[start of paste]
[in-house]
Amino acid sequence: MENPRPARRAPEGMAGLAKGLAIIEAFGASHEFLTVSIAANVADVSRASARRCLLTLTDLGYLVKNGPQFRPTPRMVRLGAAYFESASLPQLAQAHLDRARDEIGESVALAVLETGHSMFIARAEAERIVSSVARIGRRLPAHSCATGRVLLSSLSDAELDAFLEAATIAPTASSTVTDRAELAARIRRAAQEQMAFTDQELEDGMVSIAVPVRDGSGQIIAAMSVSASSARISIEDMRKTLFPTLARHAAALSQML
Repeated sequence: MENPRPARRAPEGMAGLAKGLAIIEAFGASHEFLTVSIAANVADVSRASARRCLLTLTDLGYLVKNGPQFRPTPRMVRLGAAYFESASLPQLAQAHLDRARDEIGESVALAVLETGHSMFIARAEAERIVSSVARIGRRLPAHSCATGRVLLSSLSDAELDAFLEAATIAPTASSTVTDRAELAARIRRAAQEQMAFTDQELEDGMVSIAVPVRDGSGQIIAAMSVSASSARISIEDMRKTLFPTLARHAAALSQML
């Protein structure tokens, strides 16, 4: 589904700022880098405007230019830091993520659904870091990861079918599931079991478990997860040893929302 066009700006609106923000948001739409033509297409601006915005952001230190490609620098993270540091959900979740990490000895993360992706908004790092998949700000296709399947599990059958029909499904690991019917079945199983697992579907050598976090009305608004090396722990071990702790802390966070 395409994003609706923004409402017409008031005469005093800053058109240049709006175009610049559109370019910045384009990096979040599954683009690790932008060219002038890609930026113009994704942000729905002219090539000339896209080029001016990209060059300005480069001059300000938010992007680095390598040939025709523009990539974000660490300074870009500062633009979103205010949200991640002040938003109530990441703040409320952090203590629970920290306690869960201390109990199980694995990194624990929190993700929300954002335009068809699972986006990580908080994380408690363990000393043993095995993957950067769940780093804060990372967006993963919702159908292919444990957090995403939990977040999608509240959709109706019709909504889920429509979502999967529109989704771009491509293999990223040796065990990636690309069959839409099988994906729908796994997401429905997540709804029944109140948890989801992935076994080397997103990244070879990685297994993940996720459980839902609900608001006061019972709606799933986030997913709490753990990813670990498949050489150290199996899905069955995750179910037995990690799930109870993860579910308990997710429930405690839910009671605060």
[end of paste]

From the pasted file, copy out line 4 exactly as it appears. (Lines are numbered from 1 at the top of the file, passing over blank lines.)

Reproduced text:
């Protein structure tokens, strides 16, 4: 589904700022880098405007230019830091993520659904870091990861079918599931079991478990997860040893929302 066009700006609106923000948001739409033509297409601006915005952001230190490609620098993270540091959900979740990490000895993360992706908004790092998949700000296709399947599990059958029909499904690991019917079945199983697992579907050598976090009305608004090396722990071990702790802390966070 395409994003609706923004409402017409008031005469005093800053058109240049709006175009610049559109370019910045384009990096979040599954683009690790932008060219002038890609930026113009994704942000729905002219090539000339896209080029001016990209060059300005480069001059300000938010992007680095390598040939025709523009990539974000660490300074870009500062633009979103205010949200991640002040938003109530990441703040409320952090203590629970920290306690869960201390109990199980694995990194624990929190993700929300954002335009068809699972986006990580908080994380408690363990000393043993095995993957950067769940780093804060990372967006993963919702159908292919444990957090995403939990977040999608509240959709109706019709909504889920429509979502999967529109989704771009491509293999990223040796065990990636690309069959839409099988994906729908796994997401429905997540709804029944109140948890989801992935076994080397997103990244070879990685297994993940996720459980839902609900608001006061019972709606799933986030997913709490753990990813670990498949050489150290199996899905069955995750179910037995990690799930109870993860579910308990997710429930405690839910009671605060």